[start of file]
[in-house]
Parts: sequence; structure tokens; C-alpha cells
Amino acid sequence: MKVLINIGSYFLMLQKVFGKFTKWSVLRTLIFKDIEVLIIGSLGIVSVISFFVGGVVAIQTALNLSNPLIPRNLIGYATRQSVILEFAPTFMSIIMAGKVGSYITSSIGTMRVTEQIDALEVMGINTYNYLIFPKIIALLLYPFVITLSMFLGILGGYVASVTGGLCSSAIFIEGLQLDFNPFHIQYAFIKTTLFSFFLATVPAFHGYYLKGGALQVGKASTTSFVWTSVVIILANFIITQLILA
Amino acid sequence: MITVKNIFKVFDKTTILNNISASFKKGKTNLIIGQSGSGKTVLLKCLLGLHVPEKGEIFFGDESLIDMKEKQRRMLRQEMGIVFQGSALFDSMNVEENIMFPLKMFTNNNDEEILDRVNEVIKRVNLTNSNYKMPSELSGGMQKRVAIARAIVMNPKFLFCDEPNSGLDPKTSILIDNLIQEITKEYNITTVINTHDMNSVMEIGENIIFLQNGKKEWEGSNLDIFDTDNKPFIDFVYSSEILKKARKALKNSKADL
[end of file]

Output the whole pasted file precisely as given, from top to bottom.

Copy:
[in-house]
Parts: sequence; structure tokens; C-alpha cells
Amino acid sequence: MKVLINIGSYFLMLQKVFGKFTKWSVLRTLIFKDIEVLIIGSLGIVSVISFFVGGVVAIQTALNLSNPLIPRNLIGYATRQSVILEFAPTFMSIIMAGKVGSYITSSIGTMRVTEQIDALEVMGINTYNYLIFPKIIALLLYPFVITLSMFLGILGGYVASVTGGLCSSAIFIEGLQLDFNPFHIQYAFIKTTLFSFFLATVPAFHGYYLKGGALQVGKASTTSFVWTSVVIILANFIITQLILA
Amino acid sequence: MITVKNIFKVFDKTTILNNISASFKKGKTNLIIGQSGSGKTVLLKCLLGLHVPEKGEIFFGDESLIDMKEKQRRMLRQEMGIVFQGSALFDSMNVEENIMFPLKMFTNNNDEEILDRVNEVIKRVNLTNSNYKMPSELSGGMQKRVAIARAIVMNPKFLFCDEPNSGLDPKTSILIDNLIQEITKEYNITTVINTHDMNSVMEIGENIIFLQNGKKEWEGSNLDIFDTDNKPFIDFVYSSEILKKARKALKNSKADL